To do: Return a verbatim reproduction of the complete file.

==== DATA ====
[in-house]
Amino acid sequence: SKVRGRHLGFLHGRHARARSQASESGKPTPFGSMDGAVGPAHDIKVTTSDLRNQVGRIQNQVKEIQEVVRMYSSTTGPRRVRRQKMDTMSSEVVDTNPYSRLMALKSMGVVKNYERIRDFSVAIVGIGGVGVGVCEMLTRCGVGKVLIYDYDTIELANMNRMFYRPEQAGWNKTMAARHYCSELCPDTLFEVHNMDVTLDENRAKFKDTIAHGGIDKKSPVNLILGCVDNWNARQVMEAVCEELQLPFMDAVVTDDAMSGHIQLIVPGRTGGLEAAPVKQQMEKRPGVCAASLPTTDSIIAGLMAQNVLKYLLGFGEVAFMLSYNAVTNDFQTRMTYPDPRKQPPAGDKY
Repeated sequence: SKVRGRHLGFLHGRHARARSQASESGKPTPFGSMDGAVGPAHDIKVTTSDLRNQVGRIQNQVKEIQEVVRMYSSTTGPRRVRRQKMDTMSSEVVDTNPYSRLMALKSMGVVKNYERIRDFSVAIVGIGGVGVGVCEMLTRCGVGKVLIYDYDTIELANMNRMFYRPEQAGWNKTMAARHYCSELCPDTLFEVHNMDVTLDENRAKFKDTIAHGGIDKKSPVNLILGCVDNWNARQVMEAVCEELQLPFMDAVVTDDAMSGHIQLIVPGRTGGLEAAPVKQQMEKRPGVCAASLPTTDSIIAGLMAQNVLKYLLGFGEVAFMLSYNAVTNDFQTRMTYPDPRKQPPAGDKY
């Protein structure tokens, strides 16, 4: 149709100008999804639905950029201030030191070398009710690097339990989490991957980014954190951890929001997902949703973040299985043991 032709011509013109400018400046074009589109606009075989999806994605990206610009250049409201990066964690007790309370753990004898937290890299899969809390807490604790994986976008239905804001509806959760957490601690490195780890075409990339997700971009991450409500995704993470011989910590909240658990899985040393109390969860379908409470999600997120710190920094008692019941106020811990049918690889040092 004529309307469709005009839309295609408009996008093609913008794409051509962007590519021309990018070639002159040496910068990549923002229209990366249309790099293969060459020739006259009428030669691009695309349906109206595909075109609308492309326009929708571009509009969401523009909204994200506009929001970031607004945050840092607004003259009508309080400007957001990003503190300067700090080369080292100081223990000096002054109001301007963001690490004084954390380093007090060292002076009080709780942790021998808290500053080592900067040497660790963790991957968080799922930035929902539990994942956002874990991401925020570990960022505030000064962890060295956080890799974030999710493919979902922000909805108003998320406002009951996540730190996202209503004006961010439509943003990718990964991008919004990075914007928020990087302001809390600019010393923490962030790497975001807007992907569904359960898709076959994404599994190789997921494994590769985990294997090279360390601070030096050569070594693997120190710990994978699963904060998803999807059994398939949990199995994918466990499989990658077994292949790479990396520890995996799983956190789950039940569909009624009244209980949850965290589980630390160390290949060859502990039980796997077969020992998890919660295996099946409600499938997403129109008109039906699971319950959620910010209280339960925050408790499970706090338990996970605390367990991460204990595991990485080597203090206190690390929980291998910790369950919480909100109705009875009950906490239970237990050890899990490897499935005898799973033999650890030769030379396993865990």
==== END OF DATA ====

[in-house]
Amino acid sequence: SKVRGRHLGFLHGRHARARSQASESGKPTPFGSMDGAVGPAHDIKVTTSDLRNQVGRIQNQVKEIQEVVRMYSSTTGPRRVRRQKMDTMSSEVVDTNPYSRLMALKSMGVVKNYERIRDFSVAIVGIGGVGVGVCEMLTRCGVGKVLIYDYDTIELANMNRMFYRPEQAGWNKTMAARHYCSELCPDTLFEVHNMDVTLDENRAKFKDTIAHGGIDKKSPVNLILGCVDNWNARQVMEAVCEELQLPFMDAVVTDDAMSGHIQLIVPGRTGGLEAAPVKQQMEKRPGVCAASLPTTDSIIAGLMAQNVLKYLLGFGEVAFMLSYNAVTNDFQTRMTYPDPRKQPPAGDKY
Repeated sequence: SKVRGRHLGFLHGRHARARSQASESGKPTPFGSMDGAVGPAHDIKVTTSDLRNQVGRIQNQVKEIQEVVRMYSSTTGPRRVRRQKMDTMSSEVVDTNPYSRLMALKSMGVVKNYERIRDFSVAIVGIGGVGVGVCEMLTRCGVGKVLIYDYDTIELANMNRMFYRPEQAGWNKTMAARHYCSELCPDTLFEVHNMDVTLDENRAKFKDTIAHGGIDKKSPVNLILGCVDNWNARQVMEAVCEELQLPFMDAVVTDDAMSGHIQLIVPGRTGGLEAAPVKQQMEKRPGVCAASLPTTDSIIAGLMAQNVLKYLLGFGEVAFMLSYNAVTNDFQTRMTYPDPRKQPPAGDKY
């Protein structure tokens, strides 16, 4: 149709100008999804639905950029201030030191070398009710690097339990989490991957980014954190951890929001997902949703973040299985043991 032709011509013109400018400046074009589109606009075989999806994605990206610009250049409201990066964690007790309370753990004898937290890299899969809390807490604790994986976008239905804001509806959760957490601690490195780890075409990339997700971009991450409500995704993470011989910590909240658990899985040393109390969860379908409470999600997120710190920094008692019941106020811990049918690889040092 004529309307469709005009839309295609408009996008093609913008794409051509962007590519021309990018070639002159040496910068990549923002229209990366249309790099293969060459020739006259009428030669691009695309349906109206595909075109609308492309326009929708571009509009969401523009909204994200506009929001970031607004945050840092607004003259009508309080400007957001990003503190300067700090080369080292100081223990000096002054109001301007963001690490004084954390380093007090060292002076009080709780942790021998808290500053080592900067040497660790963790991957968080799922930035929902539990994942956002874990991401925020570990960022505030000064962890060295956080890799974030999710493919979902922000909805108003998320406002009951996540730190996202209503004006961010439509943003990718990964991008919004990075914007928020990087302001809390600019010393923490962030790497975001807007992907569904359960898709076959994404599994190789997921494994590769985990294997090279360390601070030096050569070594693997120190710990994978699963904060998803999807059994398939949990199995994918466990499989990658077994292949790479990396520890995996799983956190789950039940569909009624009244209980949850965290589980630390160390290949060859502990039980796997077969020992998890919660295996099946409600499938997403129109008109039906699971319950959620910010209280339960925050408790499970706090338990996970605390367990991460204990595991990485080597203090206190690390929980291998910790369950919480909100109705009875009950906490239970237990050890899990490897499935005898799973033999650890030769030379396993865990």